Judge halts stem-cell research
In a ruling that imperils the future of stem-cell research in the U.S., a federal judge blocked President Obama’s 2009 executive order that expanded embryonic stem-cell research.
In a ruling that cast doubt on the future of stem-cell research in the U.S., a federal judge this week blocked President Obama’s 2009 executive order that expanded embryonic stem-cell research. In responding to a lawsuit by pro-life scientists, Judge Royce C. Lamberth ruled that Obama’s order violated a 1996 law banning the use of federal money for any research that destroys embryos. Obama’s order had allowed federally funded research to be done on embryonic stem cells derived from surplus embryos at fertility clinics. But Lamberth ruled that this distinction was invalid, and that the law prohibits federal funding of any research involving embryo destruction. “This ruling means an immediate disruption of dozens of labs doing this work,” said Dr. George Q. Daley of Children’s Hospital Boston.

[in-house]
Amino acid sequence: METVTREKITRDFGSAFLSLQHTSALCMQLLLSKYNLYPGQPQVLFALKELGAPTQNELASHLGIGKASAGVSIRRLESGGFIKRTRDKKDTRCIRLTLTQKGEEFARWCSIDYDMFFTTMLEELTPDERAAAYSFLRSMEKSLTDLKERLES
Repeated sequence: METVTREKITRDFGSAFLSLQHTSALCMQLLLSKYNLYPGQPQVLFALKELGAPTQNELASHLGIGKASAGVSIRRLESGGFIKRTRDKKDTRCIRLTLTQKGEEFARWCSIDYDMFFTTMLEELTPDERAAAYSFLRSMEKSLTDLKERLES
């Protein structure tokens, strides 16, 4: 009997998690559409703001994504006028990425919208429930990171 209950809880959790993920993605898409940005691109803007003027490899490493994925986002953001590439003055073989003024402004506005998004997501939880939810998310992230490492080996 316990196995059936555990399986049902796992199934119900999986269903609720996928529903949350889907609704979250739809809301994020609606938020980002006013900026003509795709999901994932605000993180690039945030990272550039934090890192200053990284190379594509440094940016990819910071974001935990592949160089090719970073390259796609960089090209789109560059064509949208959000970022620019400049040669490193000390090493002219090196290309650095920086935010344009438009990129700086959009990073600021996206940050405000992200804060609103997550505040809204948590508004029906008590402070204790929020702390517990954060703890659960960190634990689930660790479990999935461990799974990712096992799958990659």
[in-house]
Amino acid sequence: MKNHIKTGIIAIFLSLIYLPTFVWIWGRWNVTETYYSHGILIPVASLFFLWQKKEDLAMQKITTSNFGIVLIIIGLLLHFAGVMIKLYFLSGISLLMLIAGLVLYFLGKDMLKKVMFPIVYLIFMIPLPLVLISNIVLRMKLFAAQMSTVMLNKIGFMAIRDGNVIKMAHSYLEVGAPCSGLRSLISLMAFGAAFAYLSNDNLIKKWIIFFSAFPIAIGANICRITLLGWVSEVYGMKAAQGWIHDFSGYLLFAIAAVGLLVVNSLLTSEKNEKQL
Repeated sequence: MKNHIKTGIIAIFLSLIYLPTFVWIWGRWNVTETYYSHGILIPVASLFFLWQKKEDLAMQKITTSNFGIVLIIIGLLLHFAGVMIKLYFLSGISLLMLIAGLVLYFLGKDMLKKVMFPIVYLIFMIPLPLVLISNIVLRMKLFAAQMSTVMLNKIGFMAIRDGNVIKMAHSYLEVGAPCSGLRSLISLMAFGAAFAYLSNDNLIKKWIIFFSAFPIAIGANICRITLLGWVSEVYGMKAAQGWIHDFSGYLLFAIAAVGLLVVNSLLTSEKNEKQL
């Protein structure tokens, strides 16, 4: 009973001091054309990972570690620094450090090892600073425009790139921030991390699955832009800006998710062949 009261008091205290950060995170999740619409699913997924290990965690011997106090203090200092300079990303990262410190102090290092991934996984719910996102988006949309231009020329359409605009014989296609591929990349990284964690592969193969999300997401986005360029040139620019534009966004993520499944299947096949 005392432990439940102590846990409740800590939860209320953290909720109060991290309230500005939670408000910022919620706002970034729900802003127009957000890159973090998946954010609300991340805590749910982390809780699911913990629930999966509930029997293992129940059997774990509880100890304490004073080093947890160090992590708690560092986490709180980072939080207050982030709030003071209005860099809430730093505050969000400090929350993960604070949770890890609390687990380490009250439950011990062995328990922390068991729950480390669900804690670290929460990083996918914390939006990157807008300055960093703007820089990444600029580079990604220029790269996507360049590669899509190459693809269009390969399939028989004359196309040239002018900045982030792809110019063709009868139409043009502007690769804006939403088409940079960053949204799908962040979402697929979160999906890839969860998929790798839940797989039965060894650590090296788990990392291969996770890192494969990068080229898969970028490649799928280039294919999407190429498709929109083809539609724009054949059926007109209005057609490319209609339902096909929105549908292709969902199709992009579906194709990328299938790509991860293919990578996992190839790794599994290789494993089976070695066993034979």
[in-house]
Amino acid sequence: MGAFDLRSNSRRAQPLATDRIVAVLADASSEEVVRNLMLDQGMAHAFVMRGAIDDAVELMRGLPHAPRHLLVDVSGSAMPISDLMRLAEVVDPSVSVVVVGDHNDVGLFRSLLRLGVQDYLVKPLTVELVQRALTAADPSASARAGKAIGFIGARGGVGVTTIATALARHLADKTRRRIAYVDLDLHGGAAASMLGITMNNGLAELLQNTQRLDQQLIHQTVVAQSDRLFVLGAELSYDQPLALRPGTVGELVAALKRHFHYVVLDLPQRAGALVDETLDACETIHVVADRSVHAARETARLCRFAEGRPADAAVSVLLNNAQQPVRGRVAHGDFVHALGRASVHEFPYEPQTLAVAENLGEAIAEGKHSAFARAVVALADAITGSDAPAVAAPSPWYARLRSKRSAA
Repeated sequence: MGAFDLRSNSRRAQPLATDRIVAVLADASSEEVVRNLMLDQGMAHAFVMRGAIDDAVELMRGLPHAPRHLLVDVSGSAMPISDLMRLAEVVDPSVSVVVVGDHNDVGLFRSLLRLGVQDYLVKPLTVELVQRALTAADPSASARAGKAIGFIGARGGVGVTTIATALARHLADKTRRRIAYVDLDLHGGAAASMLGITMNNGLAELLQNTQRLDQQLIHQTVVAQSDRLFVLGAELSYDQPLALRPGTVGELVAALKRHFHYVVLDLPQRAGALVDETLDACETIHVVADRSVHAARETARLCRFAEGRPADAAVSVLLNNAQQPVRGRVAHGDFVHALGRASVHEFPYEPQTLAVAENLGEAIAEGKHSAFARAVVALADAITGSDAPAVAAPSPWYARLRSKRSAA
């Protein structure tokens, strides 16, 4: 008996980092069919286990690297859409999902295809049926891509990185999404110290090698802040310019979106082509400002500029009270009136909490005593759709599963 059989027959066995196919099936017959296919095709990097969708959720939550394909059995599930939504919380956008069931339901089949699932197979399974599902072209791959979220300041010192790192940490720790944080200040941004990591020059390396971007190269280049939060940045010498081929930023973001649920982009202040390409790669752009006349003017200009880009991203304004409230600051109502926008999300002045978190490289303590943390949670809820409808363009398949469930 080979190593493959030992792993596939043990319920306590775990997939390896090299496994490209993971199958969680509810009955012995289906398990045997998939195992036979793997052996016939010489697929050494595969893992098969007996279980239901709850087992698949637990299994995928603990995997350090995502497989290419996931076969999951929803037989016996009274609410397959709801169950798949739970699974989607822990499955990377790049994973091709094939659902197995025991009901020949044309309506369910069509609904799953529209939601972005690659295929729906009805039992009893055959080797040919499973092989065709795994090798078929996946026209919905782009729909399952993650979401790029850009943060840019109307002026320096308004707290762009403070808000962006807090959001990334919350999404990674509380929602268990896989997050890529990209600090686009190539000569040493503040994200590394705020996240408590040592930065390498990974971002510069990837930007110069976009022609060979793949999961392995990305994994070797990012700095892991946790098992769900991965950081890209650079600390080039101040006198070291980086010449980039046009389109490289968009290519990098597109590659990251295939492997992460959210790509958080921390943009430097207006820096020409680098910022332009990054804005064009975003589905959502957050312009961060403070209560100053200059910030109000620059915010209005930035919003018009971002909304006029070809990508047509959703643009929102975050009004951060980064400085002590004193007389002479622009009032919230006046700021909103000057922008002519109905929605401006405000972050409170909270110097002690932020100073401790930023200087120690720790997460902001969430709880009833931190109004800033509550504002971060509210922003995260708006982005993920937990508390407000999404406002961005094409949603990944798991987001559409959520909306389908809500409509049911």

Lamberth said his decision would reinstate the “status quo.” But some scientists and lawyers said the ruling was vague and confusing, and might even prohibit research approved under the more restrictive terms of the Bush administration. The Obama administration promised to appeal.
What a “huge overreach,” said The New York Times in an editorial. If Lamberth’s ruling stands, it will be a “serious blow to medical research” and overturn the interpretation of law that has governed stem-cell research for more than a decade. The consequences for research on diabetes, Parkinson’s disease, and spinal cord injuries are truly “ominous.”
We’re all eager for cures, said Adam Keiper and Yuval Levin in National Review Online. But scientific advances must go “hand in hand with respect for life and human dignity.” The law guiding the judge’s decision, the 1996 Dicky-Wicker Amendment, explicitly forbids federal funding for research in which a human embryo is destroyed. At the very least, Obama’s order violated the spirit of that law.
It’s time to end this bitter debate, said David Gibson in PoliticsDaily.com. New research suggests that adult stem cells may be at least as effective as embryonic stem cells. So instead of this endless battle over “which is the greater good—protecting nascent life or extending the lives of afflicted adults and children”—let’s work together to unlock the promise of adult stem cells.